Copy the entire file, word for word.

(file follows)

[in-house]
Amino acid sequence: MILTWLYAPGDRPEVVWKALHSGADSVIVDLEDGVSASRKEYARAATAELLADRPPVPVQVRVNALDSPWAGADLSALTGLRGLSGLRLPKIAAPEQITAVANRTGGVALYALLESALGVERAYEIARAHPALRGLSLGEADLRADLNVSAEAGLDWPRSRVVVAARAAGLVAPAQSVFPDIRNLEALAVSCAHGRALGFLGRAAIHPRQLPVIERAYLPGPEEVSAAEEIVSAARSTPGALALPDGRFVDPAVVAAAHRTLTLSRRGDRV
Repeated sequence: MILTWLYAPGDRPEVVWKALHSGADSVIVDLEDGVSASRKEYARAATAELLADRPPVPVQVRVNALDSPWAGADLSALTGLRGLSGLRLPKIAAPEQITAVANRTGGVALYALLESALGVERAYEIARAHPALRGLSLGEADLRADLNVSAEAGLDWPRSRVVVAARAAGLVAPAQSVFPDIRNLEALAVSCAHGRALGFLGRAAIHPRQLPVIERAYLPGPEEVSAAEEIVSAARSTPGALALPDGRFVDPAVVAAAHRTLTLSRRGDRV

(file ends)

[in-house]
Amino acid sequence: MILTWLYAPGDRPEVVWKALHSGADSVIVDLEDGVSASRKEYARAATAELLADRPPVPVQVRVNALDSPWAGADLSALTGLRGLSGLRLPKIAAPEQITAVANRTGGVALYALLESALGVERAYEIARAHPALRGLSLGEADLRADLNVSAEAGLDWPRSRVVVAARAAGLVAPAQSVFPDIRNLEALAVSCAHGRALGFLGRAAIHPRQLPVIERAYLPGPEEVSAAEEIVSAARSTPGALALPDGRFVDPAVVAAAHRTLTLSRRGDRV
Repeated sequence: MILTWLYAPGDRPEVVWKALHSGADSVIVDLEDGVSASRKEYARAATAELLADRPPVPVQVRVNALDSPWAGADLSALTGLRGLSGLRLPKIAAPEQITAVANRTGGVALYALLESALGVERAYEIARAHPALRGLSLGEADLRADLNVSAEAGLDWPRSRVVVAARAAGLVAPAQSVFPDIRNLEALAVSCAHGRALGFLGRAAIHPRQLPVIERAYLPGPEEVSAAEEIVSAARSTPGALALPDGRFVDPAVVAAAHRTLTLSRRGDRV